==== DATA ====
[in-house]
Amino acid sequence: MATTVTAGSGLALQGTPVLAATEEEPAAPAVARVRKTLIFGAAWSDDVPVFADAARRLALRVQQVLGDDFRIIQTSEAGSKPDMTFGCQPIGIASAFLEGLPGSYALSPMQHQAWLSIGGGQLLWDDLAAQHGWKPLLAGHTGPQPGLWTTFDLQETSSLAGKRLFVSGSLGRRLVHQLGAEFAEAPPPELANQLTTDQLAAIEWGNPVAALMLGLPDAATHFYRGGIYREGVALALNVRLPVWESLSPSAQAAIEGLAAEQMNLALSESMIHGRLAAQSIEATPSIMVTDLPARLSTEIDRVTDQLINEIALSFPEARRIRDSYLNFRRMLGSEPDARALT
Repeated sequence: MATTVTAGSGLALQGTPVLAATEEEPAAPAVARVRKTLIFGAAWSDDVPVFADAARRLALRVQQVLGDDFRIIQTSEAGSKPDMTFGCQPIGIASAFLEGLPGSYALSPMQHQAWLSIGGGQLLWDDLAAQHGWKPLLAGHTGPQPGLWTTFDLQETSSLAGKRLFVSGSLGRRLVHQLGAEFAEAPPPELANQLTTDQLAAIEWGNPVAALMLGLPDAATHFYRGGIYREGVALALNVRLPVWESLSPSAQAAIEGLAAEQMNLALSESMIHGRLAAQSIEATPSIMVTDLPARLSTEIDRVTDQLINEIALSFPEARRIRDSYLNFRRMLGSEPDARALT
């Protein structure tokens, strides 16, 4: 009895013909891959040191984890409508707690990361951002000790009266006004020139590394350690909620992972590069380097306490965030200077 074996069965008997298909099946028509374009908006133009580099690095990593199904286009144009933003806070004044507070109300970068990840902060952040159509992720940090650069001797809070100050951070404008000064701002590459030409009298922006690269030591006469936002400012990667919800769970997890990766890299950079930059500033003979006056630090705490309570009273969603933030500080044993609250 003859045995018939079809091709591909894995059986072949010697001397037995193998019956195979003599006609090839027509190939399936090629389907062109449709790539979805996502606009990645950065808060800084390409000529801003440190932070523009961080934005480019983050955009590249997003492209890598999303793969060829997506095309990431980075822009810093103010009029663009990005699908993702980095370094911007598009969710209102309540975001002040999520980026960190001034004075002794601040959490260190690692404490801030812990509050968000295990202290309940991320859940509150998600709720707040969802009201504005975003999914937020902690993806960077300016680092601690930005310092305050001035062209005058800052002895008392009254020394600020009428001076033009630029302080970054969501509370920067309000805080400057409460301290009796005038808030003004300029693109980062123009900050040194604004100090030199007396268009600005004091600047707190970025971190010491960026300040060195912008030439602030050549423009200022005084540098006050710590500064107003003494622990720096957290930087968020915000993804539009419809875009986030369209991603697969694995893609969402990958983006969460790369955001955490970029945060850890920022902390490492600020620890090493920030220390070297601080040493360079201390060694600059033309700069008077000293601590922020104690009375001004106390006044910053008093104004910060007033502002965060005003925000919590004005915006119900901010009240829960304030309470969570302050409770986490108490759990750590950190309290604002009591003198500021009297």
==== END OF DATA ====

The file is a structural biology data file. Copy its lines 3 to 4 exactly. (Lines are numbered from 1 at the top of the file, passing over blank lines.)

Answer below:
Repeated sequence: MATTVTAGSGLALQGTPVLAATEEEPAAPAVARVRKTLIFGAAWSDDVPVFADAARRLALRVQQVLGDDFRIIQTSEAGSKPDMTFGCQPIGIASAFLEGLPGSYALSPMQHQAWLSIGGGQLLWDDLAAQHGWKPLLAGHTGPQPGLWTTFDLQETSSLAGKRLFVSGSLGRRLVHQLGAEFAEAPPPELANQLTTDQLAAIEWGNPVAALMLGLPDAATHFYRGGIYREGVALALNVRLPVWESLSPSAQAAIEGLAAEQMNLALSESMIHGRLAAQSIEATPSIMVTDLPARLSTEIDRVTDQLINEIALSFPEARRIRDSYLNFRRMLGSEPDARALT
């Protein structure tokens, strides 16, 4: 009895013909891959040191984890409508707690990361951002000790009266006004020139590394350690909620992972590069380097306490965030200077 074996069965008997298909099946028509374009908006133009580099690095990593199904286009144009933003806070004044507070109300970068990840902060952040159509992720940090650069001797809070100050951070404008000064701002590459030409009298922006690269030591006469936002400012990667919800769970997890990766890299950079930059500033003979006056630090705490309570009273969603933030500080044993609250 003859045995018939079809091709591909894995059986072949010697001397037995193998019956195979003599006609090839027509190939399936090629389907062109449709790539979805996502606009990645950065808060800084390409000529801003440190932070523009961080934005480019983050955009590249997003492209890598999303793969060829997506095309990431980075822009810093103010009029663009990005699908993702980095370094911007598009969710209102309540975001002040999520980026960190001034004075002794601040959490260190690692404490801030812990509050968000295990202290309940991320859940509150998600709720707040969802009201504005975003999914937020902690993806960077300016680092601690930005310092305050001035062209005058800052002895008392009254020394600020009428001076033009630029302080970054969501509370920067309000805080400057409460301290009796005038808030003004300029693109980062123009900050040194604004100090030199007396268009600005004091600047707190970025971190010491960026300040060195912008030439602030050549423009200022005084540098006050710590500064107003003494622990720096957290930087968020915000993804539009419809875009986030369209991603697969694995893609969402990958983006969460790369955001955490970029945060850890920022902390490492600020620890090493920030220390070297601080040493360079201390060694600059033309700069008077000293601590922020104690009375001004106390006044910053008093104004910060007033502002965060005003925000919590004005915006119900901010009240829960304030309470969570302050409770986490108490759990750590950190309290604002009591003198500021009297």